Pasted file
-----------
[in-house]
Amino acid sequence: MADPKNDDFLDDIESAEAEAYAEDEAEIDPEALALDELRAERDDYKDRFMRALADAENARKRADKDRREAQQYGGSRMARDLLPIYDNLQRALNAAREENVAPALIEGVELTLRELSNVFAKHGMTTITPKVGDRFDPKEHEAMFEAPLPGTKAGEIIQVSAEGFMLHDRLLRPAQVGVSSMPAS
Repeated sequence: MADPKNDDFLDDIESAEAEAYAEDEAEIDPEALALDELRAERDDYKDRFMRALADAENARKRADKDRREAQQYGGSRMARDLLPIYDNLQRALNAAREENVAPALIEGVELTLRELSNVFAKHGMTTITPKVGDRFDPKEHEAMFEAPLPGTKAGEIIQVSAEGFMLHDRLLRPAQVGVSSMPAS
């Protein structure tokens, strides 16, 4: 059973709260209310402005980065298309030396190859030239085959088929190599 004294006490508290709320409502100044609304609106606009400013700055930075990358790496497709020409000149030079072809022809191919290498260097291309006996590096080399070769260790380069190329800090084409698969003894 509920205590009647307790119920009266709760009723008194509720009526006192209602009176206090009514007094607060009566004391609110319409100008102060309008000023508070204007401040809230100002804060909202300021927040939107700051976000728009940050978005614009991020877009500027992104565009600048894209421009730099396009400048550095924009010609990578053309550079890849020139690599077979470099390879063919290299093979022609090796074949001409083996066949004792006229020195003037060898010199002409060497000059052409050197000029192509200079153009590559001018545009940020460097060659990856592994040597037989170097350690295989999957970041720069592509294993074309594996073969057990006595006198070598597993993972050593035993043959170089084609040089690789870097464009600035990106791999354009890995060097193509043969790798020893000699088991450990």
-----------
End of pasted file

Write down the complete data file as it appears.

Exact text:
[in-house]
Amino acid sequence: MADPKNDDFLDDIESAEAEAYAEDEAEIDPEALALDELRAERDDYKDRFMRALADAENARKRADKDRREAQQYGGSRMARDLLPIYDNLQRALNAAREENVAPALIEGVELTLRELSNVFAKHGMTTITPKVGDRFDPKEHEAMFEAPLPGTKAGEIIQVSAEGFMLHDRLLRPAQVGVSSMPAS
Repeated sequence: MADPKNDDFLDDIESAEAEAYAEDEAEIDPEALALDELRAERDDYKDRFMRALADAENARKRADKDRREAQQYGGSRMARDLLPIYDNLQRALNAAREENVAPALIEGVELTLRELSNVFAKHGMTTITPKVGDRFDPKEHEAMFEAPLPGTKAGEIIQVSAEGFMLHDRLLRPAQVGVSSMPAS
């Protein structure tokens, strides 16, 4: 059973709260209310402005980065298309030396190859030239085959088929190599 004294006490508290709320409502100044609304609106606009400013700055930075990358790496497709020409000149030079072809022809191919290498260097291309006996590096080399070769260790380069190329800090084409698969003894 509920205590009647307790119920009266709760009723008194509720009526006192209602009176206090009514007094607060009566004391609110319409100008102060309008000023508070204007401040809230100002804060909202300021927040939107700051976000728009940050978005614009991020877009500027992104565009600048894209421009730099396009400048550095924009010609990578053309550079890849020139690599077979470099390879063919290299093979022609090796074949001409083996066949004792006229020195003037060898010199002409060497000059052409050197000029192509200079153009590559001018545009940020460097060659990856592994040597037989170097350690295989999957970041720069592509294993074309594996073969057990006595006198070598597993993972050593035993043959170089084609040089690789870097464009600035990106791999354009890995060097193509043969790798020893000699088991450990």